Safe and Sound

First Missouri State Bank of Cape County

Cape Girardeau, MO
4
Star Rating
Cape Girardeau, MO-based First Missouri State Bank of Cape County is an FDIC-insured bank started in 2006. Regulatory filings show the bank having equity of $12.2 million on assets of $154.4 million, as of December 31, 2017.

Thanks to the efforts of 35 full-time employees in 4 offices in MO, the bank has amassed loans and leases worth $135.5 million, including real estate loans of $116.3 million. U.S. bank customers currently have $129.5 million in deposits with the bank.

Overall, Bankrate believes that, as of December 31, 2017, First Missouri State Bank of Cape County exhibited a good condition, earning 4 out of 5 stars for safety and soundness. Here's a look at how the bank did on the three major criteria Bankrate used to score American banks.

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THE INSTITUTION'S SCORE

Capital Score

Capital acts as a bulwark against losses and provides protection for account holders during times of economic trouble for the bank. Therefore, a bank's level of capital is an important measurement of an institution's financial resilience. When looking at safety and soundness, the more capital, the better.

First Missouri State Bank of Cape County fell short of the national average of 13.13 on our test to measure the adequacy of a bank's capital, achieving a score of 6 out of a possible 30 points.

One way to measure this buffer is looking at a bank's Tier 1 capital ratio. First Missouri State Bank of Cape County's Tier 1 capital ratio was 8.63 percent, exceeding the 6 percent level considered adequate by regulators, but below the national average of 25.65 percent. A higher capital ratio means the bank will be better able to stand up to financial downturns.

Overall, First Missouri State Bank of Cape County held equity amounting to 7.90 percent of its assets, which was lower than the national average of 12.03 percent.

Asset Quality Score

This test's purpose is to try to understand how the bank's reserves set aside to cover loan losses, as well as overall capitalization, could be affected by problem assets, such as unpaid mortgages.

A bank with large numbers of these types of assets may eventually be required to use capital to absorb losses, reducing its cushion of equity. Many of those assets are also likely to be in non-accrual status and thus aren't earning interest for the bank, resulting in lower earnings and potentially more risk of a future failure.

First Missouri State Bank of Cape County fell short of the national average of 37.49 on Bankrate's asset quality test, racking up 32 out of a possible 40 points .

The percentage of problem assets a bank holds compared to its total assets is a useful indicator of asset quality.As of December 31, 2017, 1.71 percent of First Missouri State Bank of Cape County's loans were noncurrent -- in other words, they were more than 90 days past due or were in non-accrual status. That's above the national average of 1.01 percent.

Banks keep a reserve to handle troubled assets known as an "allowance for loan and lease losses." The size of that reserve can be a useful indicator when evaluating a bank's ability to manage troubled assets, especially when compared to the total amount of problematic loans. Unfortunately, the FDIC did not provide information on First Missouri State Bank of Cape County's loan loss allowance in its most recent filings.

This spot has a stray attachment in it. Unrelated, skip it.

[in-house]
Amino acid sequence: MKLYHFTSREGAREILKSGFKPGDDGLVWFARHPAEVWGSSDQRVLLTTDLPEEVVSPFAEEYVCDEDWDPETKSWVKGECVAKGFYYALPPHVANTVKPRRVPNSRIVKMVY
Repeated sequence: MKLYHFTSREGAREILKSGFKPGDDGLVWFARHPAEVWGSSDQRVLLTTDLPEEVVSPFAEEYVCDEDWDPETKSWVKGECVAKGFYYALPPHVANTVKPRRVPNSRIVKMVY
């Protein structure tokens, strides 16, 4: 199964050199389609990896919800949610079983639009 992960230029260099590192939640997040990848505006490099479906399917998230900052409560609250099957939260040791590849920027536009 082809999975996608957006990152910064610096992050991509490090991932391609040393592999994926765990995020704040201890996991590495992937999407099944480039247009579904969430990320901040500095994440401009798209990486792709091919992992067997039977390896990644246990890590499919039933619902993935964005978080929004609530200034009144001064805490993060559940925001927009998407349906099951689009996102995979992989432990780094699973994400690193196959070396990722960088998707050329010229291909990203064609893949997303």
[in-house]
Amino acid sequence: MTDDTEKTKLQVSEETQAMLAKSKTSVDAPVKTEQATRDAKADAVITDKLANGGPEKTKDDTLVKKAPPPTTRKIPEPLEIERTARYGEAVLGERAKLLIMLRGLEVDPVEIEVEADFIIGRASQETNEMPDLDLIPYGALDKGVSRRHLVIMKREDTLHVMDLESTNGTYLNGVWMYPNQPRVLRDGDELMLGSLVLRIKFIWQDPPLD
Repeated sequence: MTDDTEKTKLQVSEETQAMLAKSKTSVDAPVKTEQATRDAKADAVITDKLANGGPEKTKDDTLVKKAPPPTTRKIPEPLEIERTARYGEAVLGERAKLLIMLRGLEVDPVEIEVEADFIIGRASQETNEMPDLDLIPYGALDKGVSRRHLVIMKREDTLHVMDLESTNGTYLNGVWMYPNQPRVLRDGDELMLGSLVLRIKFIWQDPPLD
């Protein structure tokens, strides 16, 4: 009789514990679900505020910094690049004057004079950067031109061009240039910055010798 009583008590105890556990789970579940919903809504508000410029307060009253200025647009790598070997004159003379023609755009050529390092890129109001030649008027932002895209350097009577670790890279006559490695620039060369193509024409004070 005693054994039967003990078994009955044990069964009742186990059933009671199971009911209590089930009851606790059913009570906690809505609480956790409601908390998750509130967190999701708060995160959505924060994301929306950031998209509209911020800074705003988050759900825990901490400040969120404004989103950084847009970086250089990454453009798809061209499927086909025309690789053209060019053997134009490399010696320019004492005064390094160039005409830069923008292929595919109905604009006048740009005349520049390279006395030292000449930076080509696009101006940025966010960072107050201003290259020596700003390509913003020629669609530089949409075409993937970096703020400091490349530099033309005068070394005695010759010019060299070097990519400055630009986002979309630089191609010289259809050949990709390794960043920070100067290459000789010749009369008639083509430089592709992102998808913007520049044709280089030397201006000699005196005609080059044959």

Earnings score

A bank's ability to earn money has an effect on its safety and soundness. Earnings can be retained by the bank, expanding its capital cushion, or be used to deal with problematic loans, potentially making the bank better able to withstand financial shocks. However, banks that are losing money are less able to do those things.

First Missouri State Bank of Cape County beat the national average on Bankrate's earnings test, achieving a score of 22 out of a possible 30.

Return on equity, calculated by dividing net income (profit, basically) by the total amount of equity, is one important way to measure a bank's earnings. First Missouri State Bank of Cape County's most recent annualized quarterly return on equity was 13.66 percent, above the national average of 8.10 percent.

The bank reported net income of $1.6 million on total equity of $12.2 million for the twelve months ended December 31, 2017. The bank experienced an annualized return on average assets, or ROA, of 1.12 percent, above the 1 percent deemed satisfactory in accordance with industry standards, and above the average for U.S. banks of 1.00 percent.

WHAT IS SAFE & SOUND?

Bankrate.com's Safe & Sound Ratings provide a star rating system to evaluate the current financial status of financial institutions. The information gathered about banks, credit unions and thrifts is updated as set forth in the Terms of Use of Safe & Sound Ratings and Reports. The Safe & Sound Ratings information is grouped by categories of banks, thrifts and credit unions.

Scoring methodology

Bankrate.com evaluates the financial condition of institutions and assigns a one- to five-star rating for each with five stars representing the highest rating. Institutions with satisfactory performance will generally receive a rating of three or more stars. The majority of institutions fall into the three- to four-star range. An institution with an "NR" rating may be too new to rate or may have limited the publicly available information in their regulatory filings. The "NR" is not an indication of financial strength or weakness. The Safe & Sound rating is believed to be reliable, but the information is not guaranteed. In addition, events since the information was collected may have altered the institution's financial condition.